Never say never.
Tim Koogle, chairman and chief executive officer of Yahoo Inc., declined to rule out the possibility that the thriving Internet portal would follow in the wake of America Online Inc. and buy an old-line media company.
"Flexibility is what we're about," Koogle said. "We will continue to do acquisitions, for sure. We've done a number of those, both in size and type, including two that were large, or were thought of as large until yesterday"--the community site GeoCities as well as Broadcast.com.
As soon as AOL's acquisition of Time Warner Inc. was announced at dawn on Monday, the rumors started about Yahoo. Its most frequently cited partner: Walt Disney Co.
Once again, it would be the matchup of an old-fashioned media company with lots of content but no particular Web strategy and a new media outlet that reaches tens of millions of homes and offices around the world every day. Yahoo press representatives were flooded with dozens of calls from reporters.
Still, Koogle noted that an acquisition on the Disney or Time Warner scale wasn't exactly Yahoo's style.
"In building a global branded network, we've always had an approach that has served us well of being open and comprehensive," he said. "That benefit, if you've executed well, becomes self-reinforcing. If you can acquire a large audience, you're in a very attractive place for partners in commerce and content. And that in turn makes your network more attractive to an audience."
Yahoo has always been an Internet darling, but recently it has looked downright ravishing. What was a mere search engine, developed by two Stanford students to list cool sites on this new thing called the World Wide Web, is now a multifaceted shopping, news, chat, personal finance, games and community destination. A third of its users are outside the United States.
Koogle's comments came after Yahoo announced its fourth-quarter results, which featured a 120 percent increase in revenue over the same quarter a year ago and a 347 percent jump in net income.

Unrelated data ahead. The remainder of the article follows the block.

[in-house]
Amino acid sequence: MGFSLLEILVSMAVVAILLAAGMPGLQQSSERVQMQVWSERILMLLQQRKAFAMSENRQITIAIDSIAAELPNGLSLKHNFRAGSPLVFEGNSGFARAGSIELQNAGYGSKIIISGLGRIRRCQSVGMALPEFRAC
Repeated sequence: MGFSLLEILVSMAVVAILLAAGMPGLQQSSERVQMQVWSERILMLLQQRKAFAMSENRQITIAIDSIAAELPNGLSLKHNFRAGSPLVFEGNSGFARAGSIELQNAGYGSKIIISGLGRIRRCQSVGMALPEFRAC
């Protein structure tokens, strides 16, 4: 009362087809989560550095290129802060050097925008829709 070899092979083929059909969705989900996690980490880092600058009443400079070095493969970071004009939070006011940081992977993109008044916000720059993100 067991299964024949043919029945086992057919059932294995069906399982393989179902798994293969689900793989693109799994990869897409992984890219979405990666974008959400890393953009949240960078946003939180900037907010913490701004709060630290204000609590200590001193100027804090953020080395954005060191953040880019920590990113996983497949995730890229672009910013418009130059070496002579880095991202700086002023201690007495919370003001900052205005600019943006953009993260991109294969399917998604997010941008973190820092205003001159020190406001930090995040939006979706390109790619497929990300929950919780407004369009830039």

The number of users who visited the site at least one time during the quarter doubled to 120 million, while the average number of page views a day, a key measure of traffic for a portal, rose from 167 million in 1998 to 465 million in '99. Yahoo also announced a 2-for-1 stock split.
It was, in short, the usual terrific stuff investors expect from a leading Internet brand--but maybe not quite terrific enough. Yahoo fell nearly 9 percent during the regular session today, dropping $38.68 3/4 to $397.37 1/2. The earnings news, released after the market closed, drove it down as low as $368 in heavy trading.
The drop was routine, said CS First Boston analyst Lise Buyer, noting that Yahoo stock "does this almost every quarter."
Beyond that, there were any number of reasons for such a large pullback. Yahoo has had an extraordinary rise, for one thing. Its recent high of $500 was five times its low in June. For another, some of the giddiness of Monday's market--when the price of media companies such as CBS Corp., News Corp. and Disney rose as speculation began that they, too, might soon be snapped up--wore off.
On a down day for the market as a whole, Disney crept up 37 1/2 cents, to $36.25; CBS inched up 6 1/4 cents, to $62.43 3/4; and News Corp. fell $1.25 to $43.81 1/4.
Yahoo also has the problem of an excellent track record, which creates the expectations of even better things to come. Its fourth-quarter earnings of $57.5 million, or 19 cents a share, compared with $12.9 million, or 4 cents a share in the same quarter in 1998, was better than the 15 cents analysts had been predicting.
However, when it came to the increasingly influential unofficial estimates, or whisper numbers, Yahoo only met expectations. Yahoo was also hurt by its own admission that its growth rate is so splendid as to be nonsustainable.
Finally, Yahoo's stock price may have been influenced by the fact that, if AOL and Time Warner can successfully merge their operations, the new firm will be a formidable competitor. In the news release announcing the earnings results, Koogle noted that AOL, along with Microsoft Corp. and of course Yahoo itself, was one of "the top three global branded networks."
But there's also the chance that the new AOL Time Warner could focus a little too heavily on its proprietary materials, Koogle said.
"There is a possibility they would become a little more narrow to serve the brands Time Warner owns," he said. "I don't know to what extent media companies that compete with Time Warner would be interested in an extensive partnering" with the new company.
Which, of course, would leave the field open wide for Yahoo.
As to whether there would be more mergers of this type, Koogle said frankly he didn't know. But he said Monday's deal didn't come as a complete surprise.
"AOL derives a significant proportion of revenue from bundled access in a dial-up environment that is increasingly under competition," he said, noting the sharp increase in companies that provide Internet access for free.
That made Time Warner's cable properties, which promise high-speed access, a huge draw. "It makes a lot of sense for AOL, but for us it's much less relevant," Koogle said. "We're agnostic to the type of access."
CAPTION: "Flexibility is what we're about," said Yahoo CEO Tim Koogle.